However, the genomics industry is still at a very early stage of development and presents complex challenges. Using genomics to predict, treat and ultimately cure diseases involves understanding complex interactions between multiple genes and the impacts of environmental factors, requiring significant clinical investment. This complication will act as a constraint to industry growth and, in particular, to the growth of the genomic applications market (the effective integration of validated genomic knowledge into the practice of medicine and public health). Other key challenges that will need to be overcome for the UK to be seen as a good place to invest in and develop genomics businesses include:

  • addressing the skills shortage in bioinformatics and genomics -these are key skills required to grow genomics commercially and improve the application of genomics in the NHS
  • scaling up commercialisation - applying some of the lessons from the growth of the UK biotechnology industry may help accelerate the development of genomics businesses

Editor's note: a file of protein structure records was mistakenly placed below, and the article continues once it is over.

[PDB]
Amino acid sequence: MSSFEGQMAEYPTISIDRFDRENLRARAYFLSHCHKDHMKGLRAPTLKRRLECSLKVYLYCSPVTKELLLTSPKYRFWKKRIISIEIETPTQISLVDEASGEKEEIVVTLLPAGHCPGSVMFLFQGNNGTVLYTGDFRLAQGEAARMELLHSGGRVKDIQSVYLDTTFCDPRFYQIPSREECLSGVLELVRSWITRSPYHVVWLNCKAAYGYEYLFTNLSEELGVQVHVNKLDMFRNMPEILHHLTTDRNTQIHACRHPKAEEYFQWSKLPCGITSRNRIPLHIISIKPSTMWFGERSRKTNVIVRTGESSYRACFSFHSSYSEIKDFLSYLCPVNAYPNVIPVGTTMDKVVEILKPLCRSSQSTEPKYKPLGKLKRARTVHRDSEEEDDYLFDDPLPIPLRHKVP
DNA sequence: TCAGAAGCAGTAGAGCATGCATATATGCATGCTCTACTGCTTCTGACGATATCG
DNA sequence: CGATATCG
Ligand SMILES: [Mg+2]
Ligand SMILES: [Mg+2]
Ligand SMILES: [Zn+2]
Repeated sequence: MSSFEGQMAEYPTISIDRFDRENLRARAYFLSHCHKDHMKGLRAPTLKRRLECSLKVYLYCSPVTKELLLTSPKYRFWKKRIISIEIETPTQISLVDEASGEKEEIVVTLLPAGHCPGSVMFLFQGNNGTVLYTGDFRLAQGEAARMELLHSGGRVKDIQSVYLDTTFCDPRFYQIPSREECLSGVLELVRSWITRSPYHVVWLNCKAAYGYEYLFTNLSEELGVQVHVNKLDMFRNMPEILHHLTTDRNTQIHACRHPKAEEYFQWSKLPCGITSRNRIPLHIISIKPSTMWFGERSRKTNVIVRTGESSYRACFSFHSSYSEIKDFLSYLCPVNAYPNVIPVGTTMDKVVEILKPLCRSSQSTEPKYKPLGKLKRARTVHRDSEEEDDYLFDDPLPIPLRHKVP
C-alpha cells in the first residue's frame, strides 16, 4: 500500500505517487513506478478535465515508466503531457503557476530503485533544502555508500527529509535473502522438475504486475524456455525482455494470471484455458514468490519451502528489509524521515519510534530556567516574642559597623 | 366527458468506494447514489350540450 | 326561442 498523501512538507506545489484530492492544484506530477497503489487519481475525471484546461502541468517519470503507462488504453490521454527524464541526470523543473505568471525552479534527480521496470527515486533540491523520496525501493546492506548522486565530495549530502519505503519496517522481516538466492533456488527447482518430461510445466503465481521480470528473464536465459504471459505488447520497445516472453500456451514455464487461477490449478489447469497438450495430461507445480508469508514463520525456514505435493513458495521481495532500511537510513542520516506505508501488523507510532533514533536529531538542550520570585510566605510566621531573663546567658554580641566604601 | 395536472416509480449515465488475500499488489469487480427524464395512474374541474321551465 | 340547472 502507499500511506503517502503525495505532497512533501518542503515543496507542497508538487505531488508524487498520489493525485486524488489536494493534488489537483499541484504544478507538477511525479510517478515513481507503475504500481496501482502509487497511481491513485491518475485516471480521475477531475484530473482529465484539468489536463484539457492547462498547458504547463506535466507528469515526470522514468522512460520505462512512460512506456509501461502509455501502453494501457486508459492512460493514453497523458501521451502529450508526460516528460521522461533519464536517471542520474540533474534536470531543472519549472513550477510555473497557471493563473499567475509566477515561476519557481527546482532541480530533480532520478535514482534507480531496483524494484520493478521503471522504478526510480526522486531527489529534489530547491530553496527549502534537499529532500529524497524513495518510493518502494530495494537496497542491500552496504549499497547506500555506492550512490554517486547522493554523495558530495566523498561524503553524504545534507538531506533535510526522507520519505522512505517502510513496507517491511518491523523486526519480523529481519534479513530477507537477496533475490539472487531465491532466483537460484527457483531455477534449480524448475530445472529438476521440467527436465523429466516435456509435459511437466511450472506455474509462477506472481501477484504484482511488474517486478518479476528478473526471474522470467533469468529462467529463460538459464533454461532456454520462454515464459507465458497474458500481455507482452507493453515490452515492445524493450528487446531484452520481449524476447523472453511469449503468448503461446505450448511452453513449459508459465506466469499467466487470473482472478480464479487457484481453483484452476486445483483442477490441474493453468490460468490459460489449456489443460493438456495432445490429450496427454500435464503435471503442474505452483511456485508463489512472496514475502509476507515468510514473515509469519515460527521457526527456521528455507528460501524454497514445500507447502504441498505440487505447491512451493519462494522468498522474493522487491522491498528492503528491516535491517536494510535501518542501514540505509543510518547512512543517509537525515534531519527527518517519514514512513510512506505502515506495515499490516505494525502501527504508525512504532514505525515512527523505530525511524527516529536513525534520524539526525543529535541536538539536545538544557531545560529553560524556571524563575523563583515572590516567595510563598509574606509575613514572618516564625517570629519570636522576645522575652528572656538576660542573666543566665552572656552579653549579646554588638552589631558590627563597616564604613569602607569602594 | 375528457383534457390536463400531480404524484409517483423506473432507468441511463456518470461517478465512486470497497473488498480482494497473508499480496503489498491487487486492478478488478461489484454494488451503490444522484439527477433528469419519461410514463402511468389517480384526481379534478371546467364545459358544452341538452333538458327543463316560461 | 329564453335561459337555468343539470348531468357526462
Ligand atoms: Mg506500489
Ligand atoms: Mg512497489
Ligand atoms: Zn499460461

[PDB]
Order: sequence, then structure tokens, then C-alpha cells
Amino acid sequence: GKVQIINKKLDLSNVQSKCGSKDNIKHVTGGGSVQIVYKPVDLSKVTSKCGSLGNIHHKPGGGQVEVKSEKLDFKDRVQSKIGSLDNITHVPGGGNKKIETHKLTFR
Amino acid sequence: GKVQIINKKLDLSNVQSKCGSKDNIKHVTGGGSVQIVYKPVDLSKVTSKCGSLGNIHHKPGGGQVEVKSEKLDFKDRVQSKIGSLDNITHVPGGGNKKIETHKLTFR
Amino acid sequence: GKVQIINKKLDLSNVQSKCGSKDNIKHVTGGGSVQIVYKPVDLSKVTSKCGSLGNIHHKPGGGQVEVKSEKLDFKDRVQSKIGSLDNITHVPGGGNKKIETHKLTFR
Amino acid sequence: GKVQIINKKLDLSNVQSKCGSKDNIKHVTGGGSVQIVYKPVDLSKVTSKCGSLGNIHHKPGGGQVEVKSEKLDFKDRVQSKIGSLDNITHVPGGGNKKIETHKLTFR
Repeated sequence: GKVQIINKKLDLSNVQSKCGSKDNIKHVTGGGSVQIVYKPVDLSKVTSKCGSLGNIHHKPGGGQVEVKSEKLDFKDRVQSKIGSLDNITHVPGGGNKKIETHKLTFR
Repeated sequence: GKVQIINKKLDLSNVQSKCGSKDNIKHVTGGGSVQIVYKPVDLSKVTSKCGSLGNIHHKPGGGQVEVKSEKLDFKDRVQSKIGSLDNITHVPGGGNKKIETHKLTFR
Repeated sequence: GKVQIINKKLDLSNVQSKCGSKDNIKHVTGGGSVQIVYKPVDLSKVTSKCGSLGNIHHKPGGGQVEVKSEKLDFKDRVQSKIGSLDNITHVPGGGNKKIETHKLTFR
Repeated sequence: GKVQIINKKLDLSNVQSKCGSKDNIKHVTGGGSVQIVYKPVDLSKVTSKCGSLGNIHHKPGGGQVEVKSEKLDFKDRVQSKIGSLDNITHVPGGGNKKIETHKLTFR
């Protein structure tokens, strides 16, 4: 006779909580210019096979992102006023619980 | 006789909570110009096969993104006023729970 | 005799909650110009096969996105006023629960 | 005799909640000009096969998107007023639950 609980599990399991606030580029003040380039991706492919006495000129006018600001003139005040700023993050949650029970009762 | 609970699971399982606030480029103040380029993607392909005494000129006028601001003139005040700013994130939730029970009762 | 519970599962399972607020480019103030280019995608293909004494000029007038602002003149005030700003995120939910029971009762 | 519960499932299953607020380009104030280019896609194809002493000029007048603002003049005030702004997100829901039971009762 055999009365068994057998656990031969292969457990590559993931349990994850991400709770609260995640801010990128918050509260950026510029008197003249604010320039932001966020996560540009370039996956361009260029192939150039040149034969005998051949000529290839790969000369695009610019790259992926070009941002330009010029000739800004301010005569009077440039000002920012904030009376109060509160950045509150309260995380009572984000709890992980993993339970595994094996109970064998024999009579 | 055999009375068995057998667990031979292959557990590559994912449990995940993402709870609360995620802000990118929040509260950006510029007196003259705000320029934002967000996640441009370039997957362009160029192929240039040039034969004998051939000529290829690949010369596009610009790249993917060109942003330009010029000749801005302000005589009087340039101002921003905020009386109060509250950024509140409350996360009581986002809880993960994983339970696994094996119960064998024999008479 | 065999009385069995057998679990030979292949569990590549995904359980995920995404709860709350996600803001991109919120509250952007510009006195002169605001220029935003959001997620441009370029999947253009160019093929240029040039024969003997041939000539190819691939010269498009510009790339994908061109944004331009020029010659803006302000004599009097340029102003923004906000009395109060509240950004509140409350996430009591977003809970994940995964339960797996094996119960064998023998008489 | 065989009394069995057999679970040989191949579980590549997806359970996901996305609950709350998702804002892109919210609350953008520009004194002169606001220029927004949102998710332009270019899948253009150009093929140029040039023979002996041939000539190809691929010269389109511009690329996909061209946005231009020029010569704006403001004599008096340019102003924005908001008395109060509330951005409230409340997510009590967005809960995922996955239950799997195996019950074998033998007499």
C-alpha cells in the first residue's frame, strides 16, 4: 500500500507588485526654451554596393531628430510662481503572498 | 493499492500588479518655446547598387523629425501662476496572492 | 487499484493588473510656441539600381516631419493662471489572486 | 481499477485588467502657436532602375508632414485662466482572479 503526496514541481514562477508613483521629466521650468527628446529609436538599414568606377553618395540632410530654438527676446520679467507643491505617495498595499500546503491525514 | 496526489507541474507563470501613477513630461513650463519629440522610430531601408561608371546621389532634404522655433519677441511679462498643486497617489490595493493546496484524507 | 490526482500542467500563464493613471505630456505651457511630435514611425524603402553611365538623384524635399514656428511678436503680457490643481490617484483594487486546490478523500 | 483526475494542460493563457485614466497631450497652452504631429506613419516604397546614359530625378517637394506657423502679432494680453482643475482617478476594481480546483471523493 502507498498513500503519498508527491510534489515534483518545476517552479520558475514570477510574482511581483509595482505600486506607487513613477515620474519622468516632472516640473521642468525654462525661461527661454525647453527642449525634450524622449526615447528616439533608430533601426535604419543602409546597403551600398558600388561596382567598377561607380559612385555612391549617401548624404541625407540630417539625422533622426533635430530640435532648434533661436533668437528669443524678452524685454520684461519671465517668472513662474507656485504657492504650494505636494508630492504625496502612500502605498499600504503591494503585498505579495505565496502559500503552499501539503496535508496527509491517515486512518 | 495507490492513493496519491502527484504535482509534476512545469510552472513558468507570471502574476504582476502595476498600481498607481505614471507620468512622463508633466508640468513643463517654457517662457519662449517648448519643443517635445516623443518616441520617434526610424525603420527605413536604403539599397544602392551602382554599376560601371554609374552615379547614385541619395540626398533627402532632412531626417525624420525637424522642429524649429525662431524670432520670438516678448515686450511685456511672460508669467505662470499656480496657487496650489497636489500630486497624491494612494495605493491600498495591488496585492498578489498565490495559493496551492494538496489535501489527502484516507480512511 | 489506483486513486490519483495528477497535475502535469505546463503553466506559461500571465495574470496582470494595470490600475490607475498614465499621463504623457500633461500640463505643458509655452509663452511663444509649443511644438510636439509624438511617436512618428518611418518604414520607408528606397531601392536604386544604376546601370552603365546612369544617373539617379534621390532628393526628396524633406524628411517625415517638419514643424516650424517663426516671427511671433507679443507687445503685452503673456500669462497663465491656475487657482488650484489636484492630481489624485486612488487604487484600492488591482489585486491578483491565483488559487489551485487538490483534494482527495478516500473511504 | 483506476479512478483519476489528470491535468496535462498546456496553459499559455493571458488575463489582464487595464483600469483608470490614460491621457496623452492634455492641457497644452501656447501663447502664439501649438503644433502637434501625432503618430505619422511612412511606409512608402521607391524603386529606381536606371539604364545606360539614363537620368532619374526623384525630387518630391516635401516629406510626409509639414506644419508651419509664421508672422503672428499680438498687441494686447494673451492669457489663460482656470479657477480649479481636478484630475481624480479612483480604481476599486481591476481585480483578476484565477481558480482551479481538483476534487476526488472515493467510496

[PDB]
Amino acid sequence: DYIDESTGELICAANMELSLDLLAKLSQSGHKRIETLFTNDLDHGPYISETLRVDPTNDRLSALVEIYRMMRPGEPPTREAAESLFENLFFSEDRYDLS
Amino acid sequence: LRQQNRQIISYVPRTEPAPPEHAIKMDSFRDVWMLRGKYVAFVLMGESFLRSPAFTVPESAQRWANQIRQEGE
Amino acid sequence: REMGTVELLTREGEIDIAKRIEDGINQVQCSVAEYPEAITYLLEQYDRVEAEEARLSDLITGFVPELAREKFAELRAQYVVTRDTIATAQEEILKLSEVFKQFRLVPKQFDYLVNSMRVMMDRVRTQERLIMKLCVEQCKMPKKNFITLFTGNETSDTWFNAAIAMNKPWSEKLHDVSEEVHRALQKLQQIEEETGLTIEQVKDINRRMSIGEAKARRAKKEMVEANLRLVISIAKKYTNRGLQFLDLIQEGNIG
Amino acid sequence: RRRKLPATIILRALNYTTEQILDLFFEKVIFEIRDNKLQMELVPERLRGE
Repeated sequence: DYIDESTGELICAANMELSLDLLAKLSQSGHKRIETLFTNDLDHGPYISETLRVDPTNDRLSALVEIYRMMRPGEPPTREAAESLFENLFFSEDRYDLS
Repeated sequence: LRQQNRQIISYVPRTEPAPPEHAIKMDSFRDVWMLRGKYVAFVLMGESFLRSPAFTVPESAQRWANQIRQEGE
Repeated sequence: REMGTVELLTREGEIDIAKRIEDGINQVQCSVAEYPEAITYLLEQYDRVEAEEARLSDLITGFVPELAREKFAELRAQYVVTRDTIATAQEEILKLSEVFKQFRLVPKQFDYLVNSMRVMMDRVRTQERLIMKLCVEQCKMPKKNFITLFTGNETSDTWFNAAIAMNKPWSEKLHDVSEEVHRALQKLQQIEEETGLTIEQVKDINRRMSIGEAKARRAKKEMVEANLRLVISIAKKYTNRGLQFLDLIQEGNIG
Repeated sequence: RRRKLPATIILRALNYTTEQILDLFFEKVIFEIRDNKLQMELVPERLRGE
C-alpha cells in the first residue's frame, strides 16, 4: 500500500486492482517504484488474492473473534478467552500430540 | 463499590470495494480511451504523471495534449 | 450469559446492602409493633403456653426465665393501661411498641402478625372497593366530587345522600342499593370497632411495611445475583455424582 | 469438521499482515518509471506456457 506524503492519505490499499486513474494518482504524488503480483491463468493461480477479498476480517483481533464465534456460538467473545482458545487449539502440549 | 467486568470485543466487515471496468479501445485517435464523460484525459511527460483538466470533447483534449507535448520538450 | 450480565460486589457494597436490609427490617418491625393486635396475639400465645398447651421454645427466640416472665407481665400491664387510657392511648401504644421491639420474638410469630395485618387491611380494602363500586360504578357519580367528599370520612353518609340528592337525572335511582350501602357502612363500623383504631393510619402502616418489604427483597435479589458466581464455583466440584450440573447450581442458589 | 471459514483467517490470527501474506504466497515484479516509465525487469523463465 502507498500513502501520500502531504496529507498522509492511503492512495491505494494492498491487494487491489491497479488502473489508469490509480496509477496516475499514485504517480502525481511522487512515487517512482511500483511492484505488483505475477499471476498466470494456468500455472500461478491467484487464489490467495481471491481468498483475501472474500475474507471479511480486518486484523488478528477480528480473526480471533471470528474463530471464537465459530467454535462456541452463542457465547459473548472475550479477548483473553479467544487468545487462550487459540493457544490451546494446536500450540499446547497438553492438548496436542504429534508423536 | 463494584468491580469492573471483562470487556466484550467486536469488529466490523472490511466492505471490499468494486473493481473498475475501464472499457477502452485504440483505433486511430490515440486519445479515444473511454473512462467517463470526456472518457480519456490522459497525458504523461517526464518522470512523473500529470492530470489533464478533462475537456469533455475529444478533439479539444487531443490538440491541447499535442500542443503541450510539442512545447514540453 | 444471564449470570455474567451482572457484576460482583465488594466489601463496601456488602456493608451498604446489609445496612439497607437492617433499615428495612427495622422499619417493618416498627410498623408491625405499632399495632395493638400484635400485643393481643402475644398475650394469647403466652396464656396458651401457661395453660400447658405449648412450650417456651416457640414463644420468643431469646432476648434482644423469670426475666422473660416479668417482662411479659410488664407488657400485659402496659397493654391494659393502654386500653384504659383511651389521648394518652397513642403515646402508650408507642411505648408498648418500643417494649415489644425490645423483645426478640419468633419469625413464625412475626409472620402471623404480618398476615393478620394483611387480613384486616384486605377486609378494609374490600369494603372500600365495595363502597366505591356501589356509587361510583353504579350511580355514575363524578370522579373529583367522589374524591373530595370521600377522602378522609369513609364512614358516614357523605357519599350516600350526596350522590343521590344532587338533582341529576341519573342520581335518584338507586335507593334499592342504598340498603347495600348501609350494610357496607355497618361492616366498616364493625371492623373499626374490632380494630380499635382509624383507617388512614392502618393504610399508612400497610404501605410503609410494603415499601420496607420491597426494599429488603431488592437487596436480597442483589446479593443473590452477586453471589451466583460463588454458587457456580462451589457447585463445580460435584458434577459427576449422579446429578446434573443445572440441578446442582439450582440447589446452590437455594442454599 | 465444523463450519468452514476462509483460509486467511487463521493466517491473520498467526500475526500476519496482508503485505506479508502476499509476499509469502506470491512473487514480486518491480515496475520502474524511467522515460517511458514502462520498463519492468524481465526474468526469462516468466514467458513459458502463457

• accelerating application -continuing to build the relationship between academic research and clinical application in the NHS will be critical.

Genomics is an exciting development with enormous potential to transform the health and wealth of the UK. The Governments support of the 100,000 Genome Project should help usher in a new era of personalised medicine that will benefit patients while generating research and business opportunities. More generally, the development of genomics in the UK has the potential to provide a new source of economic growth while establishing the UK as a leading international base for genomics science and industry.

The content of this article is intended to provide a general guide to the subject matter. Specialist advice should be sought about your specific circumstances.